Hate doesn’t appear to be precarious, yet it needs no certain foundation. Hate floats and flickers in no certain space; somewhere between an experience and a choice. Hate in its highest degree is a huge choice, with permanent consequences. To consider an alternative to hate is sapping and severe, but I wonder if the emotional drain has a purpose. I often wonder if there is a place for hate, a good reason to hate or an experience where hate would be immanent.
I hate pot roast.
I hate to bother people.
I hate feeling hurt.
I hate broken cell phone screens.
I hate knowing I hurt someone.
I hate math.
Or do I? Is it hate? A degree of hate? A context of hate? In some instances am I utilizing hate in a way I can stand for?
I really hate pot roast, it literally disgusts me and it’s offended me all of my life, or all of it I can remember.
I may just use the word hate to describe how intolerant and nauseated I am of the smell, image and flavor of a soaking pot roast. However, I don’t think about pot roast very often and my hate of it really has only called out two actions, and that’s avoidance and communicating to my mother that I need to know when it is being prepared so I can find somewhere else to be. She’s kindly (although flabbergasted) always followed my pot roast boundaries.
But at a surface level pot roast isn’t hurting anyone- however I do recognize there is an animal cruelty aspect, but do you understand what I mean by that? Pot Roast isn’t hurting anyone (but me)?
In some ways I could argue that this hate I have for pot roast is imminent and serves a pretty good purpose- keeping me AWAY from pot roast.
What about hate for people, ideologies, races etcetera?
In an intellectual comparison to my hate of pot roast, I recognize I wasn’t born hating pot roast. Or perhaps I was? I suppose I could have a genetic DNA structure that is pre-wired to disdain the smell and image of pot roast….. Perhaps it is linked to my dental structure? I was born missing molars. It’s always been a dental anomaly. My son was also born without the said molars. Perhaps all of these things are linked in some cosmic reasoning that I can’t quite compute, but can certainly intellectualize until my hair falls out.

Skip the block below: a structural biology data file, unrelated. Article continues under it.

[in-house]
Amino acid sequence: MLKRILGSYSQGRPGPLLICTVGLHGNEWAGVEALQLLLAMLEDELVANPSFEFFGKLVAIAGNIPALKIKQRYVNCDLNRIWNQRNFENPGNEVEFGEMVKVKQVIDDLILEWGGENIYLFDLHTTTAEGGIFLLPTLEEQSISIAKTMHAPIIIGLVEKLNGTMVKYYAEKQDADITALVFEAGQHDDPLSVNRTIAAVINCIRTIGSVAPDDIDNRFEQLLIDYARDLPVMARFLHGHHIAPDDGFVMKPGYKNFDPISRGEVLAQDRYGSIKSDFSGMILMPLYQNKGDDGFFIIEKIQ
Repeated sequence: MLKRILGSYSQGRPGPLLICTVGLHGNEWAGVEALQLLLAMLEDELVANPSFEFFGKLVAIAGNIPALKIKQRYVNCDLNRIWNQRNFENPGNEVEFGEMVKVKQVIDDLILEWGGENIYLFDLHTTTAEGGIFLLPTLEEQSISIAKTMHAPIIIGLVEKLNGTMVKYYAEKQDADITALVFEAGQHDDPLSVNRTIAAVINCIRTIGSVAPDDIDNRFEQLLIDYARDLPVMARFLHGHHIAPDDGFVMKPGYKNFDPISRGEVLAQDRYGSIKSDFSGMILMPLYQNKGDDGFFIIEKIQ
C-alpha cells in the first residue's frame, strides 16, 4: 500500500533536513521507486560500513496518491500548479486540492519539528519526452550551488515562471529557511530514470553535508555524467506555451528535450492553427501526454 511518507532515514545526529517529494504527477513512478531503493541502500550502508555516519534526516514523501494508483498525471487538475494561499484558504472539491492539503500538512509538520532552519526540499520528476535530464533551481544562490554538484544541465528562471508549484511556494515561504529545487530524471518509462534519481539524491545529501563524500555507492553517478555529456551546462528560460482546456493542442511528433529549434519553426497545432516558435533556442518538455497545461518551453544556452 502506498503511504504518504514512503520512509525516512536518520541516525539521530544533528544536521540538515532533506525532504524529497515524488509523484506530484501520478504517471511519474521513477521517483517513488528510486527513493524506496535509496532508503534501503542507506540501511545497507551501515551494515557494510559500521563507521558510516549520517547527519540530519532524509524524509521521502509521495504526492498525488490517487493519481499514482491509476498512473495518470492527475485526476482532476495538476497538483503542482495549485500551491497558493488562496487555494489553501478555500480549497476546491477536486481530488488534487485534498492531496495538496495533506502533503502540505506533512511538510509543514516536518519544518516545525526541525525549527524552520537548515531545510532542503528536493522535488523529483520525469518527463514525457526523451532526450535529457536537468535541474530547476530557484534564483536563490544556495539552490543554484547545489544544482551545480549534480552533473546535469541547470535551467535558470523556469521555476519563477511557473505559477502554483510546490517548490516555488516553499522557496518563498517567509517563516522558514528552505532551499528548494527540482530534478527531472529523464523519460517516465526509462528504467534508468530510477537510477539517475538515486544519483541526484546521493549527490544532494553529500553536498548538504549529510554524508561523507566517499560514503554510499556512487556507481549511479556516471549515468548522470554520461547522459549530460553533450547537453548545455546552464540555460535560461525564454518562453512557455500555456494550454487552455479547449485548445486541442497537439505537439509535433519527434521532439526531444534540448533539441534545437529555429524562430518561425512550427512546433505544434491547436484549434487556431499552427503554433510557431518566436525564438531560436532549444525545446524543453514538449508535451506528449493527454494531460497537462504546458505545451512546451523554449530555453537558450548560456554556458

Are we born hating people? Smells? Foods? Places?
A little bit I’d suppose… babies are often abhorrent to deep, masculine voices. Again a biological trait. We could intellectualize an infant’s ability to hate, but would it really matter?
What we know for certain is we are born with fear.
We can intellectualize our fear, or we can meet it with humility.
Intellectualism has its place, certainly. But to be frank it’s quite circular… often self-absorbed and quite competitive and combative. Have you read any of the Facebook comments intellectualizing Trump’s presidency, racism, vaccinations, nazis, abortion, circumcision, Joel Osteen, Parenting styles, animal rights…..
I mean I’ve certainly been in the thick of these dialogues myself, or are they dialogues? When I’m outraged by someone’s perspective and organize a perfect paragraph of points and patronizations….. Am I connecting with the person or am I talking to myself?
And what a funny word…. Patronize. To exude kindness and support toward someone you believe to be inferior. This is how I feel when I choose intellect over humility, patronizing.
I have three things that I believe have developed my personhood, none of which come from my 12 years in college. One is taking care of my grandmother at home until she died in her bed. Crushing pills, getting straws, cleaning colostomy bags, putting shakes in a feeding tube, singing songs, praying, crying, screaming, kissing on the forehead, and fear. The second is giving birth to my son and raising him. Pain, Love, intuition, sleep deprivation, laughter, screaming, crying, reading, smiling, fear and joy. Last is being a preschool teacher. One of the questions a preschool teacher has to think about is how they see the child. Is the child a blank slate, to be filled with knowledge? Am I of superior knowledge? What is my role with this child? My answer to that question is I am supporting the child in uncovering their knowledge. When a child says, “I don’t know how to do it!” I say, “you do know how to do it, you just have to practice doing it.” The child and I are equally intelligent in every circumstance. Am I more well-read than the child, most would argue yes. When I interact with a child my intellectualism is completely meaningless, it’s still mine, I can utilize it… but it does nothing for the connection I have with that child. The same for when I cared for my grandmother, and raising my son.
Intellectualism is for you, it is a tool you can use to explore your own mind, your own experiences and your own ideas. Sure, you can even intellectualize the experiences, ideas, and minds of others. But to connect with another person’s ideas, mind and experiences we must use another tool, the tool of humility. For me, it is important to remember that my intellect is not who I am, but a tool in exploring who I am. My intellect is short lived, and so is yours.
What if we refer to humility above intellect?